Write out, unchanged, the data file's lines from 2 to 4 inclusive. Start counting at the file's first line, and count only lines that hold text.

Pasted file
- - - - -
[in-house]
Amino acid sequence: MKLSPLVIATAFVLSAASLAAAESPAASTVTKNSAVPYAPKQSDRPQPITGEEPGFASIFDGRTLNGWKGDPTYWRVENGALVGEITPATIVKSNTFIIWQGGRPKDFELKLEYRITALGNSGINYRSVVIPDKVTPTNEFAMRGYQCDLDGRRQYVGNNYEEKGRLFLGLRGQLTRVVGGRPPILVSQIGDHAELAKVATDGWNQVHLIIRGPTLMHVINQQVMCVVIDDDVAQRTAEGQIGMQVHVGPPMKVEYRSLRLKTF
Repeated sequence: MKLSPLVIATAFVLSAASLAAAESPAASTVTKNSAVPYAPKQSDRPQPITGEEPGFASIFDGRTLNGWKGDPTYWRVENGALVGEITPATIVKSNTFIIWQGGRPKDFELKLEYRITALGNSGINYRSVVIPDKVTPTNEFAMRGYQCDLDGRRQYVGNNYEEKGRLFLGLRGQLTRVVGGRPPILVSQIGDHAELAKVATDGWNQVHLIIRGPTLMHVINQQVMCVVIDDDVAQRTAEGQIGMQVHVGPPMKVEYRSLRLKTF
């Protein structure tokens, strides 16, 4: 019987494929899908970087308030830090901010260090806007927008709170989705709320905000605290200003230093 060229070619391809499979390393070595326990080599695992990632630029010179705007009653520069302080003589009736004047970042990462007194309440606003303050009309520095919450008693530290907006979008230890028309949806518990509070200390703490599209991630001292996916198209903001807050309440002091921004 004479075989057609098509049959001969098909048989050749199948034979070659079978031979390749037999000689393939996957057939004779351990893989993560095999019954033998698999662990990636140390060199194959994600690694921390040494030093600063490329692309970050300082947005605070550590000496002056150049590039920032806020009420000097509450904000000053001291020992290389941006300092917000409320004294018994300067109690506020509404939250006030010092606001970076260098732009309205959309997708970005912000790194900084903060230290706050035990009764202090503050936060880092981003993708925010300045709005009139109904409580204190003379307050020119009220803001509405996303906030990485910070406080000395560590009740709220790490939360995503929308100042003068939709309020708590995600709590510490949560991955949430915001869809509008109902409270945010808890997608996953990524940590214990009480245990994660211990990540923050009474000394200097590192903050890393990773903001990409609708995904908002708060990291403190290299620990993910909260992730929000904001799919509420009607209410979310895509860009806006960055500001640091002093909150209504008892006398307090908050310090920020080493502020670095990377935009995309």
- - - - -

Amino acid sequence: MKLSPLVIATAFVLSAASLAAAESPAASTVTKNSAVPYAPKQSDRPQPITGEEPGFASIFDGRTLNGWKGDPTYWRVENGALVGEITPATIVKSNTFIIWQGGRPKDFELKLEYRITALGNSGINYRSVVIPDKVTPTNEFAMRGYQCDLDGRRQYVGNNYEEKGRLFLGLRGQLTRVVGGRPPILVSQIGDHAELAKVATDGWNQVHLIIRGPTLMHVINQQVMCVVIDDDVAQRTAEGQIGMQVHVGPPMKVEYRSLRLKTF
Repeated sequence: MKLSPLVIATAFVLSAASLAAAESPAASTVTKNSAVPYAPKQSDRPQPITGEEPGFASIFDGRTLNGWKGDPTYWRVENGALVGEITPATIVKSNTFIIWQGGRPKDFELKLEYRITALGNSGINYRSVVIPDKVTPTNEFAMRGYQCDLDGRRQYVGNNYEEKGRLFLGLRGQLTRVVGGRPPILVSQIGDHAELAKVATDGWNQVHLIIRGPTLMHVINQQVMCVVIDDDVAQRTAEGQIGMQVHVGPPMKVEYRSLRLKTF
């Protein structure tokens, strides 16, 4: 019987494929899908970087308030830090901010260090806007927008709170989705709320905000605290200003230093 060229070619391809499979390393070595326990080599695992990632630029010179705007009653520069302080003589009736004047970042990462007194309440606003303050009309520095919450008693530290907006979008230890028309949806518990509070200390703490599209991630001292996916198209903001807050309440002091921004 004479075989057609098509049959001969098909048989050749199948034979070659079978031979390749037999000689393939996957057939004779351990893989993560095999019954033998698999662990990636140390060199194959994600690694921390040494030093600063490329692309970050300082947005605070550590000496002056150049590039920032806020009420000097509450904000000053001291020992290389941006300092917000409320004294018994300067109690506020509404939250006030010092606001970076260098732009309205959309997708970005912000790194900084903060230290706050035990009764202090503050936060880092981003993708925010300045709005009139109904409580204190003379307050020119009220803001509405996303906030990485910070406080000395560590009740709220790490939360995503929308100042003068939709309020708590995600709590510490949560991955949430915001869809509008109902409270945010808890997608996953990524940590214990009480245990994660211990990540923050009474000394200097590192903050890393990773903001990409609708995904908002708060990291403190290299620990993910909260992730929000904001799919509420009607209410979310895509860009806006960055500001640091002093909150209504008892006398307090908050310090920020080493502020670095990377935009995309």